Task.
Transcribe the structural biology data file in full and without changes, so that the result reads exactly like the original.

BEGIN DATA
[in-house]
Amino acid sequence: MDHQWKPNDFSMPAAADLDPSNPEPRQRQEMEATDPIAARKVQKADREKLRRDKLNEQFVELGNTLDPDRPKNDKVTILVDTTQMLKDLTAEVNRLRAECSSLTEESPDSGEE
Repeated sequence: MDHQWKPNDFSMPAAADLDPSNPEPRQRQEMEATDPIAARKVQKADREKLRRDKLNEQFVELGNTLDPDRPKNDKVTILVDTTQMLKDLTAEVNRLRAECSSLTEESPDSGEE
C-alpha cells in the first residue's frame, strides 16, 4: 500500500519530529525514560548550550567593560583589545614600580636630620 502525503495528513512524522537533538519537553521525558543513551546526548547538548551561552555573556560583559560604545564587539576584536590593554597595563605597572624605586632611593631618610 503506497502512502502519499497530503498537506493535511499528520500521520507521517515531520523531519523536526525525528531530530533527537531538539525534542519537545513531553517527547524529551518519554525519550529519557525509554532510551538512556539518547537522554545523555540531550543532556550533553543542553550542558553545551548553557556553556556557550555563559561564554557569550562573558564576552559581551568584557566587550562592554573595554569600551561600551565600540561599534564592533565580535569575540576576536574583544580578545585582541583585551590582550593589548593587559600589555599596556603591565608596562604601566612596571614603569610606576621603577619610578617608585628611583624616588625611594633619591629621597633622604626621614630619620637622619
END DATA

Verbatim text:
[in-house]
Amino acid sequence: MDHQWKPNDFSMPAAADLDPSNPEPRQRQEMEATDPIAARKVQKADREKLRRDKLNEQFVELGNTLDPDRPKNDKVTILVDTTQMLKDLTAEVNRLRAECSSLTEESPDSGEE
Repeated sequence: MDHQWKPNDFSMPAAADLDPSNPEPRQRQEMEATDPIAARKVQKADREKLRRDKLNEQFVELGNTLDPDRPKNDKVTILVDTTQMLKDLTAEVNRLRAECSSLTEESPDSGEE
C-alpha cells in the first residue's frame, strides 16, 4: 500500500519530529525514560548550550567593560583589545614600580636630620 502525503495528513512524522537533538519537553521525558543513551546526548547538548551561552555573556560583559560604545564587539576584536590593554597595563605597572624605586632611593631618610 503506497502512502502519499497530503498537506493535511499528520500521520507521517515531520523531519523536526525525528531530530533527537531538539525534542519537545513531553517527547524529551518519554525519550529519557525509554532510551538512556539518547537522554545523555540531550543532556550533553543542553550542558553545551548553557556553556556557550555563559561564554557569550562573558564576552559581551568584557566587550562592554573595554569600551561600551565600540561599534564592533565580535569575540576576536574583544580578545585582541583585551590582550593589548593587559600589555599596556603591565608596562604601566612596571614603569610606576621603577619610578617608585628611583624616588625611594633619591629621597633622604626621614630619620637622619